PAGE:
On November 10, wind generation hit record levels on the systems of two of the country’s major independent transmission system operators, ERCOT (the Electric Reliability Council of Texas) and SPP (the Southwest Power Pool, which includes Arkansas, Oklahoma, Kansas, Nebraska, and parts of neighboring states). SPP then broke its November 10 record a week later on November 17.
ERCOT: At 10:21 a.m. on November 10, wind energy provided 8,521 MW, a new record high, on the ERCOT system, the electric utility system serving most of Texas. Wind accounted for about 26% of total electricity demand at the time. The prior wind output record was 8,368 MW, initially set on June 19, 2012, and tied late on November 9 in the build-up to Saturday’s record. Saturday’s record capped three straight days in which wind output remained at around 5,000 MW or above. Wind output remained above 6,800 MW for the entire day on November 10, with wind energy providing 8,279 MW during peak electricity demand that evening. More info available here and here: http://www.ercot.com/content/gridinfo/generation/windintegration/2012/11/ERCOT%20Wind%20Integration%20Report%2011-10-12.pdf, http://www.ercot.com/news/press_releases/show/26342
SPP: At 5:38 p.m. on November 10, wind energy provided 4,976 MW of output in the Southwest Power Pool (SPP), setting a new record for wind output for the region. SPP operates the electric utility system across part or all of eight states in the lower Great Plains. The record was short-lived, as one week later SPP set a new record, with 5,215 MW of wind output at 9:07 p.m. on November 17. At the time of both records, wind energy accounted for more than 21% of the electricity being consumed on the SPP utility system. At 1:40 a.m. on November 18, wind energy output of 5,021 MW provided 25.2% of the electricity being consumed in SPP, significantly more than was being provided by the combined output of nuclear and natural gas power plants at that time. For much of November 10 and 17, wind energy output eclipsed the combined output of nuclear and natural gas power plants in the SPP region.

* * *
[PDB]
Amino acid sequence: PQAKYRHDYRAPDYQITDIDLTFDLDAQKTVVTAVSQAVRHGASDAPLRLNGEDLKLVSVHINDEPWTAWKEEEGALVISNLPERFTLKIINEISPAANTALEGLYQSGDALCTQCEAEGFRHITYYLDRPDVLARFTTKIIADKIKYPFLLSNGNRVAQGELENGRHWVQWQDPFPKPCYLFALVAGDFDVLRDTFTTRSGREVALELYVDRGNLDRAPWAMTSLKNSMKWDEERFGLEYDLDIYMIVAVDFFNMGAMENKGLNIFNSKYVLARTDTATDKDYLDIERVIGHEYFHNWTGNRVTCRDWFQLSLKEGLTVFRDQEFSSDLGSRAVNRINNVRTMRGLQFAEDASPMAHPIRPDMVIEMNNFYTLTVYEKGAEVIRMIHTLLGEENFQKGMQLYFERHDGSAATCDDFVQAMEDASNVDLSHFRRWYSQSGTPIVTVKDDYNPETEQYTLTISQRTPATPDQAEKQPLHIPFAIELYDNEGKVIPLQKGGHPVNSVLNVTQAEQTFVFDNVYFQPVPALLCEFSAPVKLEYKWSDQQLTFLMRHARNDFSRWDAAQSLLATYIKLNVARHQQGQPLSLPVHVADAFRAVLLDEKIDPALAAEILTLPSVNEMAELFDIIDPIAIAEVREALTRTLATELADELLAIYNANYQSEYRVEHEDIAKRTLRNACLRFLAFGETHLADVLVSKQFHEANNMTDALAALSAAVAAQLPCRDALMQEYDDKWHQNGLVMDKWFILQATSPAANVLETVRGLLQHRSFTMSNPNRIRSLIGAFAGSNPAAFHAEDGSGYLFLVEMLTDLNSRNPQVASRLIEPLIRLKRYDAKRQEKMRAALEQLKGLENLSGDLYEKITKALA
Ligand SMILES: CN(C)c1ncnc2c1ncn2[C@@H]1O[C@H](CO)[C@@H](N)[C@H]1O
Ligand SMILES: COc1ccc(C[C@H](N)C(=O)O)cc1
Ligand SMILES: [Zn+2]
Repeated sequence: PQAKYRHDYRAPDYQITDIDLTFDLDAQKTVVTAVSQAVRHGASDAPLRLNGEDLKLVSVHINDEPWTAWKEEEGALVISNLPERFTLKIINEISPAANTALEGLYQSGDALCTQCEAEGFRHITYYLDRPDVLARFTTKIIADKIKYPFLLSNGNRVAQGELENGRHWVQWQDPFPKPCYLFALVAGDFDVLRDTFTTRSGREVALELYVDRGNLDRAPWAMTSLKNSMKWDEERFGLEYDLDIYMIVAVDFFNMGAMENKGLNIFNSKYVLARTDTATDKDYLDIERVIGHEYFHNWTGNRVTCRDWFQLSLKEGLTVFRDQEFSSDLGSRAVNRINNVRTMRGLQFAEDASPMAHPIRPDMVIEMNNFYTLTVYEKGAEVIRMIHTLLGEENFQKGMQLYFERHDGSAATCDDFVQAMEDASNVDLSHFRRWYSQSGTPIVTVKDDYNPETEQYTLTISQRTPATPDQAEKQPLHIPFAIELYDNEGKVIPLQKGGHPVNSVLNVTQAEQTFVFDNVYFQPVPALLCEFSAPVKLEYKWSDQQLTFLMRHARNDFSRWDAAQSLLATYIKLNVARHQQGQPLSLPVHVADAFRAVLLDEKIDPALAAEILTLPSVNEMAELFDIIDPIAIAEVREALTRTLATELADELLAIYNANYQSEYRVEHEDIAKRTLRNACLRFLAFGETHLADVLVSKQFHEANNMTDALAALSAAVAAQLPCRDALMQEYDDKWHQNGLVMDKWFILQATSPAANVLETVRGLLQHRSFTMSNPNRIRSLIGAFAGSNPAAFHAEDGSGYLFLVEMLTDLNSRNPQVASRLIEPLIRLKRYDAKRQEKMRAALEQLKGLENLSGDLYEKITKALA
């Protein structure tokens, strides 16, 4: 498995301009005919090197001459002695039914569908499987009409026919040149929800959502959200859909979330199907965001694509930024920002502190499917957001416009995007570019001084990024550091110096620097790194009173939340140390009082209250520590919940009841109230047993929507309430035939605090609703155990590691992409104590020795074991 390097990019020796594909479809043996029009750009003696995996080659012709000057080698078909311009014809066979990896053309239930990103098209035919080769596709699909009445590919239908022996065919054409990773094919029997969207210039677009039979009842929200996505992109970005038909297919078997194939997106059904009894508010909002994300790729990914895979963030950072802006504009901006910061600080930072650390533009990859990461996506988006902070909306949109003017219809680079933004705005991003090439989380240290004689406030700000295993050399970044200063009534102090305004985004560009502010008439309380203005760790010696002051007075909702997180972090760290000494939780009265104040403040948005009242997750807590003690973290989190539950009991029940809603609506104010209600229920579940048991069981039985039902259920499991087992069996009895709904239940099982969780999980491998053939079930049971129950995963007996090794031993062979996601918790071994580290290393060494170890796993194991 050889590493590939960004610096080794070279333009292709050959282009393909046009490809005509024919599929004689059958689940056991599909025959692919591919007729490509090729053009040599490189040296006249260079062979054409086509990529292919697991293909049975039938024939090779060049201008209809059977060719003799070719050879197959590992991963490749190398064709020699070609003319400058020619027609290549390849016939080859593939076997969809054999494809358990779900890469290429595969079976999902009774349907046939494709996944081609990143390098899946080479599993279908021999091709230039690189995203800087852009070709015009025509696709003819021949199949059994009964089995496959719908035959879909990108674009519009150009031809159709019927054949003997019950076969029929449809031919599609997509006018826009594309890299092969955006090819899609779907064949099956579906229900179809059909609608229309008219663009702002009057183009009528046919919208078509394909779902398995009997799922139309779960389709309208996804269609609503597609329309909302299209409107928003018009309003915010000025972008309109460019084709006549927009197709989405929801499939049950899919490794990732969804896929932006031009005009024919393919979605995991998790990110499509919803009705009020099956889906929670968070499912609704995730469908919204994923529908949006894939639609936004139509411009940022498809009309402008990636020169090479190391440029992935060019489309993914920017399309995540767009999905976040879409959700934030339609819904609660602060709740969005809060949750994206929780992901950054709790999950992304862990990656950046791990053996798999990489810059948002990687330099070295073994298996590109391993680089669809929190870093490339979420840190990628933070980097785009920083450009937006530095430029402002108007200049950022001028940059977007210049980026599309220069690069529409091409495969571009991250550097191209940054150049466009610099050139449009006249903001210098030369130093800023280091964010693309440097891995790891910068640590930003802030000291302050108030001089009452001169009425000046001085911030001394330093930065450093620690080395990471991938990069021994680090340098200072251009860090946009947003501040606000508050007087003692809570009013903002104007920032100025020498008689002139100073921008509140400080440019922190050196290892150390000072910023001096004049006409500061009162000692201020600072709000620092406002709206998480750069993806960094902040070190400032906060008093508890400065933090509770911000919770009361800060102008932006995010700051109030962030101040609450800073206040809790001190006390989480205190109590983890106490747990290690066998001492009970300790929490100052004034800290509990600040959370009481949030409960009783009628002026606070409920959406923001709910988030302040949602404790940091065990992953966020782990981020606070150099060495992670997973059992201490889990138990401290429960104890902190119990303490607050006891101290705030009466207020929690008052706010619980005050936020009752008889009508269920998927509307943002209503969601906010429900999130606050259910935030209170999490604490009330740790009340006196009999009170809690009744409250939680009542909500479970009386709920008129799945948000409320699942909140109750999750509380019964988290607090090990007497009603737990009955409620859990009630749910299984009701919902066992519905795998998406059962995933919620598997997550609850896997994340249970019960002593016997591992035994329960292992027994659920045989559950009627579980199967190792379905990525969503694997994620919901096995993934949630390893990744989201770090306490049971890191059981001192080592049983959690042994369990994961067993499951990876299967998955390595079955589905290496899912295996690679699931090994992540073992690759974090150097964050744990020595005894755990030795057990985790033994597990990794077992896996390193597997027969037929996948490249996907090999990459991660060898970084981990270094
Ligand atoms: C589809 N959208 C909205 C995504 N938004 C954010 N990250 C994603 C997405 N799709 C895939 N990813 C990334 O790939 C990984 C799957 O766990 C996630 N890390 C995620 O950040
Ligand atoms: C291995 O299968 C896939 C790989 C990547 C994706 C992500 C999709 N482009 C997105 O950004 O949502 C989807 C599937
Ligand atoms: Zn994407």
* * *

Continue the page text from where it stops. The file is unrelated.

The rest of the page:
These events vividly demonstrate that large quantities of wind energy can be reliably integrated onto the power system through the use of wind energy forecasting and other grid operating tools. As other examples, Xcel Energy’s utility system in Colorado frequently obtains more than 55% of its electricity from wind energy, and Portugal’s utility system has regularly exceeded 90% wind energy, all without any reliability problems. For all of 2011, wind energy provided about 20% of the electricity produced in Iowa and South Dakota.
Texas system operator tallies new record: 8,368 MW, June 21, 2012
WINDPOWER 2012 Update: Xcel Colorado sets new mark with 56.7% wind, June 5, 2012
Wind generation sets new records in Texas, Spain, May 22, 2012
Across the U.S., wind power sets new generation records, February 13, 2012
Xcel sets world record with 55.6% wind penetration, November 28, 2011
After a scorching week, wind power lessons from the Texas heat wave, August 11, 2011
Wind energy integration: Some fundamental facts, June 23, 2011
By Michael Goggin, AWEA Manager-Transmission Policy, http://www.awea.org/blog/